Oil prices climb as U.S. stimulus negotiations resume

By Andres Guerra Luz and Grant Smith on 10/20/2020

(Bloomberg) --Oil edged higher as U.S. lawmakers negotiated the size of a potential spending bill to boost economic recovery, presenting a rare bright spot for the demand outlook.

Futures in New York rose above $41 a barrel after earlier sliding as much as 1.4% Tuesday. House Speaker Nancy Pelosi told Bloomberg TV that a bill for a compromise stimulus package is being written, raising hopes that lawmakers and the White House may be able to break a months-long impasse. But “mixed messages” between Trump and Senate Republicans -- who have opposed a package of $1.8 trillion or more -- could pose a hurdle, Pelosi said.

“If we don’t have a deal, I struggle to see what the catalyst is to move us higher,” said Peter McNally, global head for industrials, materials and energy at Third Bridge. “People need jobs to support demand in an otherwise seasonally weaker period.”

The market is also weighing uncertainty over whether OPEC and its allies will move forward with its plans to add 2 million barrels a day back onto the market from January. Russian Energy Minister Alexander Novak said that the nation won’t make any decisions about the future of cuts related to the OPEC+ output deal until the group’s meeting next month.

U.S. crude futures have been stuck around the $40 a barrel mark so far this month as governments struggle to control new flareups of the virus. The worsening virus spread in Europe is sapping momentum from an already fragile demand recovery, with Ireland and Wales imposing stringent lockdowns and Italy’s financial center planning a curfew. Meanwhile, traders are looking for signs as to whether U.S. lawmakers can pass another round of fiscal stimulus, which would provide a much-needed boost to demand.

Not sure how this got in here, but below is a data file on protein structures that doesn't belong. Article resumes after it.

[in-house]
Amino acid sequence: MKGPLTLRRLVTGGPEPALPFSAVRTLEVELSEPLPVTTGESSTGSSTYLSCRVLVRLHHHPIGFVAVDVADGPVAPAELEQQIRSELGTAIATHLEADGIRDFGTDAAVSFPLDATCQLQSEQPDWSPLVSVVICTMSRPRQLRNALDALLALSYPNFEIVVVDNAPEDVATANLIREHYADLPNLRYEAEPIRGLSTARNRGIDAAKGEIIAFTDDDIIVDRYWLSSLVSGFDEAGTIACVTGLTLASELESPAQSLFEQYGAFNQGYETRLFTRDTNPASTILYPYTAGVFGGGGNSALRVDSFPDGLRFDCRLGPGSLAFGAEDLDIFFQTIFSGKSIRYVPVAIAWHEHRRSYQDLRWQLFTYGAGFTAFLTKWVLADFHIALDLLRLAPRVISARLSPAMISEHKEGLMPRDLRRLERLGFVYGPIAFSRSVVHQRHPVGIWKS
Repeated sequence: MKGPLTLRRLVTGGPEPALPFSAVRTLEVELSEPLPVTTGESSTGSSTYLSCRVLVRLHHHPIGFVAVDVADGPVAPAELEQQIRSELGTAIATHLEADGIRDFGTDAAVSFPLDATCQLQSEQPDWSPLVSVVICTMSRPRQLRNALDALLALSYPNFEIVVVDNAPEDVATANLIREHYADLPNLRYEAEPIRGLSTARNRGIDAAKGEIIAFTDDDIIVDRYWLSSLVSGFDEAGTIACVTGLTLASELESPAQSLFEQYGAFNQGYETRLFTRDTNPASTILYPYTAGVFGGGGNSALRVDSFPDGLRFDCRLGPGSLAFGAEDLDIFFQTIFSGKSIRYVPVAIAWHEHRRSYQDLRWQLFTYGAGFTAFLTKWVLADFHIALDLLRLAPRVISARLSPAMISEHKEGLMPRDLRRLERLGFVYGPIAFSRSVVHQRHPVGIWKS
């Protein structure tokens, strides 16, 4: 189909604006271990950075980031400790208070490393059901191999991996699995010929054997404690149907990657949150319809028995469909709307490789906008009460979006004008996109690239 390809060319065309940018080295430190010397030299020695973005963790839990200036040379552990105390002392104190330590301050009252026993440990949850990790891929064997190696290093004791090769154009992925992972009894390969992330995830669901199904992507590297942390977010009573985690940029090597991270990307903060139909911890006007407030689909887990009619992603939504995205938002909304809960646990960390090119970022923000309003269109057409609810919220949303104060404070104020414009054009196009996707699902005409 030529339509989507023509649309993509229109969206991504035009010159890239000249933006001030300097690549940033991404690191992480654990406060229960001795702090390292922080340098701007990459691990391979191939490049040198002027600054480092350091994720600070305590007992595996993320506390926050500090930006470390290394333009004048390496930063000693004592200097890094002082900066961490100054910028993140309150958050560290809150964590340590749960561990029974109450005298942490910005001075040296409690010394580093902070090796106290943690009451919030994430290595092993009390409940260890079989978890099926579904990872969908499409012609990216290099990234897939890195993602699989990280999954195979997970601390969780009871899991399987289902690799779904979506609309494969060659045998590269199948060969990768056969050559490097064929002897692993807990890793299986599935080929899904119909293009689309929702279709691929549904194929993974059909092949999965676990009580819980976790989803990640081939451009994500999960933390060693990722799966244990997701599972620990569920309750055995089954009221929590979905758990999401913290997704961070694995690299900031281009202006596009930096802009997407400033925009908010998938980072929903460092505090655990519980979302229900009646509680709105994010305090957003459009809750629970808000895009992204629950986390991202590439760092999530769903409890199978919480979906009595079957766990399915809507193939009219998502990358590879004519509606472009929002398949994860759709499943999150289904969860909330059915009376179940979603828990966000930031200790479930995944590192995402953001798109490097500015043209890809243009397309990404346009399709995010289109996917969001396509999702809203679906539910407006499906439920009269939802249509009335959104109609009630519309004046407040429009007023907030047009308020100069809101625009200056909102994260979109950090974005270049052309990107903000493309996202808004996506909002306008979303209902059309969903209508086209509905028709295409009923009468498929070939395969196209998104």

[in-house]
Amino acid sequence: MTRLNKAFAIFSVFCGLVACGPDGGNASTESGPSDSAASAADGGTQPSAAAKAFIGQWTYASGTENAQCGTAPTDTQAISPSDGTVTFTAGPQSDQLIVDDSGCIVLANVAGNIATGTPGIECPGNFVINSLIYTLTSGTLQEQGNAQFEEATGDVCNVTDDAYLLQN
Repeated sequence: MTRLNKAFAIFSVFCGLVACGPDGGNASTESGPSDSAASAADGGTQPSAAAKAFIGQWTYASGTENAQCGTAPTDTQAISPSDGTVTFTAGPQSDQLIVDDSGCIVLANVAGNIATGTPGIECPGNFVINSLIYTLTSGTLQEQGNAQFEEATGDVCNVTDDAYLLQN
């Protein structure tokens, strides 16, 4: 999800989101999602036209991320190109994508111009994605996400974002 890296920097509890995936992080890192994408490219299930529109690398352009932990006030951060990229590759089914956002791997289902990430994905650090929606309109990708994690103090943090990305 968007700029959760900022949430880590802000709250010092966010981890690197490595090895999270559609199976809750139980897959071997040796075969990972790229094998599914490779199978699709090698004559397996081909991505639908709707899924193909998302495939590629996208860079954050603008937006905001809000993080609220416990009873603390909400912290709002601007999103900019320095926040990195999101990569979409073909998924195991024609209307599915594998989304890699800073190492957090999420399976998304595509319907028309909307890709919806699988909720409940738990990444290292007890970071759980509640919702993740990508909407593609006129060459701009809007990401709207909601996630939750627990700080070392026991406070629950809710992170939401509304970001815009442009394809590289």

“According to the current OPEC+ deal, we are going to see 2 million barrels a day come on January, and we’re not so sure the market can handle this,” said Bart Melek, head of global commodity strategy at TD Securities. “We’re also going to need more clarity where the fiscal plan is going. So there are a lot of uncertainties out here.”

Prices:

  •          West Texas Intermediate for November delivery, which expires Tuesday, rose 39 cents at $41.22 a barrel at 1:17 p.m. in New York
  •          The more active December contract was up 30 cents to $41.36 a barrel
  •          Brent for December settlement gained 16 cents to $42.78 a barrel

Both Saudi Arabia’s Energy Minister Prince Abdulaziz bin Salman and Russia’s Novak offered bearish views on demand at the OPEC+ Joint Ministerial Monitoring Committee meeting on Monday. Prince Abdulaziz bin Salman called on the group to be proactive in the face of uncertain demand. The panel did not discuss if OPEC+ should press on with plans to taper output cuts next year, delegates said.

Yet, UBS Group AG analysts said delegates at the next JMMC meeting on Nov. 17 will likely recommend that an output delay is announced at the full meeting two weeks later.

OPEC+ output cuts are creating difficulties for Iraq’s energy industry, Oil Minister Ihsan Abdul Jabbar said at the “Iraq Petroleum” conference on Tuesday. He said the oil market will be more balanced by the second quarter of next year.

Meanwhile, analysts are expecting U.S. crude supplies to fall for the second straight week, according to a Bloomberg survey, ahead of government data on Wednesday. The industry-funded American Petroleum Institute will report its inventory tally later Tuesday.

Other oil-market news:

  •          Israel and the United Arab Emirates have opened talks over an oil pipeline linking the Red Sea with the Mediterranean and whose operations Israeli officials treat as top secret.
  •          Pioneer Natural Resources Co. is in talks to buy rival U.S. shale driller Parsley Energy Inc., according to a person familiar with the matter.

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